1. Accept with humility the limits to human understanding. Although we can learn things about God, there are heights and depths to who He is and the way He does things that are beyond our capacity to figure out. David had surrendered those areas and recognized that it was only his pride that kept him from trusting God just because he didn’t know the answer to all the “whys” of this life. 
  2. Recognize that God is the center, not you. “Be still and know that I am God. I will be exalted in all the earth…” (Psalm 46:10) Astronomers have recently  discovered that there are billions more stars than they originally thought. The earth is a small place in a small galaxy that is a small part of the universe. The greatness of the heavens should help us to grasp both the enormity of God and the smallness of us. When we become large in our own eyes, anxiety easily creeps in. Our strength doesn’t come from our activity, but in our quietness and confidence in God. (Isaiah 30:15)
  3. Trust God’s love for you and in His willingness to save you.  Weaned children rest content because they have now eaten solid food. It is not enough to stifle our need for control, we must actively feed on God’s love and salvation. You are safe in His care. Although you can’t control anything, He can, and He will exercise loving and wise oversight to our lives if we will only trust Him. Peter says it this way, “Cast all your anxiety on Him, because He cares for you.” (1Peter 5:7)
Posted in Psalms, Revelation

An Audience with the King 

“O Lord, You have searched me and known me. You know when I sit down and when I rise up. You understand my thoughts from afar. You scrutinize my path and my lying down, and are intimately acquainted with all my ways…. How precious are Your thoughts to me, O God! How vast is the sum of them! If I should count them, they would outnumber the sand.” Psalm 139:1-3; 17-18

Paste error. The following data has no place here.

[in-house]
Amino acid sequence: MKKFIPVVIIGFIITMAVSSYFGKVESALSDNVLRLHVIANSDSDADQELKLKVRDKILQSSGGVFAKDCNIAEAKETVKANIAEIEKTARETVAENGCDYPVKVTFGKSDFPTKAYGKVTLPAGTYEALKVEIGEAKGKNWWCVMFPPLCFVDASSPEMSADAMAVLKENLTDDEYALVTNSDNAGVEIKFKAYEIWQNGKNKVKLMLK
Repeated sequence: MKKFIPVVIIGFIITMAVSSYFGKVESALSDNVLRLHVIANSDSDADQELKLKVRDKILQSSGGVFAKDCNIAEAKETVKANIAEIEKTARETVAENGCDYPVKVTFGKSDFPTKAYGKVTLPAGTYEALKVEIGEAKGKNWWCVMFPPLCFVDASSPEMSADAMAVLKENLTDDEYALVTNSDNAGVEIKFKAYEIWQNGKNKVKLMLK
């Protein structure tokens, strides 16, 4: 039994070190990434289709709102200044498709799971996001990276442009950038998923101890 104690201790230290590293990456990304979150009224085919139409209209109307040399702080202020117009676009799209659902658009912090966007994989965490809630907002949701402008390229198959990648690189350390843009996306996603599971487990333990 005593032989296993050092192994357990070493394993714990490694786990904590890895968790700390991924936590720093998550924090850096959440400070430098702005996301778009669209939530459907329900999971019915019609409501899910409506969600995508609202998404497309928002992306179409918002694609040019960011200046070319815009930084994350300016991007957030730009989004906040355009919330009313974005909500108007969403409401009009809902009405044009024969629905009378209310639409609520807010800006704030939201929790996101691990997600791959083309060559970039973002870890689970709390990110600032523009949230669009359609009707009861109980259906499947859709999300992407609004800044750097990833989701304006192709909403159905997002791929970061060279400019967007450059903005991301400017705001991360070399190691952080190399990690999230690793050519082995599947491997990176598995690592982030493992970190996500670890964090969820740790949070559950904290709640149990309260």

In 2010, then President, Barack Obama, came to Madison and while he was here made a surprise visit to La Follette High School. When the football coach called the team together, the president addressed running back Jaylen Plummer by name and said he knew that he had scored three touchdowns in a game played the Friday before. Plummer’s response when interviewed by the Wisconsin State Journal about the meeting: “amazing, … the president knows my name.”

What an experience!  A regular high school student having such a personal meeting with the most powerful man in the world. Our president is the CEO of the world’s largest economy and the commander-in-chief of the world’s largest military.  There’s no one who comes close to wielding that much power. For him to take the time to stop at a regular football practice and then to show knowledge of such a specific event – truly amazing.

Now consider with me for a moment what it means that God wants to have a personal relationship with you. There have been many presidents and there will be more in the future if Jesus doesn’t come back, but there is only one God. There is no one like Him; He is the beginning and the end. He isn’t just the president of one country, He’s the King of all kings. He’s not just the CEO of the world’s economy, He owns everything and provides for His children out of His boundless riches. If it doesn’t exist, He can create it. He needs no military because the word out of His mouth can slay all the armies of this world in a moment. (Revelation 19:15)

No doubt President Obama was briefed on La Follette’s football game on the way to the surprise visit. He had just learned about the three touchdowns and would probably forget about them an hour after the meeting. God doesn’t need a briefing on you. He knows your name and everything about you. The only thing He forgets is your sins when you bring them to the cross. I hope we never lose the amazement that the King of the whole universe wants to be our friend.